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“My obsession is the energy situation,” says inductee Thomas F. Edgar. “I teach a class at UT on energy policy and technology, have read several books by Tom Friedman recently and I also like The End of Oil by Paul Roberts.” Another twisty path?
Maybe so, but for the past 35 years, Edgar has concentrated his academic work in process modeling, control and optimization. He has published over 200 articles and book chapters in those fields applied to separations, chemical reactors, coal combustion and gasification, and semiconductor manufacturing. He has supervised the thesis research of over 42 M.S. and 60 Ph.D. students. He also co-directs the Texas-Wisconsin Modeling and Control Consortium, which involves 12 companies.
Currently, Edgar is the George T. and Gladys H. Abell Chair in Chemical Engineering at the University of Texas at Austin, where he began teaching in 1971.
“I was a founder of the minority engineering program at UT in the 1970s,” Edgar says, “and we now have the third largest enrollment of minority engineers in public universities.”
Edgar has co-authored the textbooks Coal Processing and Pollution Control Technology (Gulf Publishing, 1983), Optimization of Chemical Processes (McGraw-Hill, 1988 and 2001) and Process Dynamics and Control (Wiley, 1989 and 2004).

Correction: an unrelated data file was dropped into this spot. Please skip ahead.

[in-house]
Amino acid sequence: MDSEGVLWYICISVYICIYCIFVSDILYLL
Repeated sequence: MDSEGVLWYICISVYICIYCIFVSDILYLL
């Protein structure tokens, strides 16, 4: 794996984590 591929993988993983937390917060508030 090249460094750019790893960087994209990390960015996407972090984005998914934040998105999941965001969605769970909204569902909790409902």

Most of his peers, in the comments that accompanied their ballots this year referred to Process Dynamics as “the bible of process control theory.” The book received the 1990 American Society of Engineering Education Meriam-Wiley Award as the top engineering textbook, and it has been used at over 60 universities in the U.S.
He was the lead author for the Process Control section for the last two editions of Perry’s Chemical Engineering Handbook.
Edgar was an early adopter of computing technology, and serves as Executive Officer of the Chemical Engineering Education Corporation, a non-profit corporation dedicated to furtherance of computer-aided undergraduate education in chemical engineering.
A past Director of AIChE, Tom was elected Vice President of AIChE for 1996 and President for 1997. He is Chair of the AIChE Foundation. He also served for two years as Vice-Chair and Chair of the Council for Chemical Research. He was founding general editor of the technical journal, In Situ, and has participated on six editorial boards and five university advisory committees.
Tom hasn’t spent his whole career in academia. He has also been a consultant to several companies, including AMD, Texas Instruments, Emerson Process Management and Chemstations.
Married to retired IBMer Donna, the Edgars have two children and a passel of grandchildren. They divide their time between Austin and their ranch, 125 acres located 60 miles north of Austin. They are musical omnivores, rabid golfers and doting grandparents.
Tom’s history of giving back to the community includes running a youth soccer league in the 1980s and running a food pantry for his church.
|THE SAFETY EXPERT|
Summers: Environmental to safety systems guru.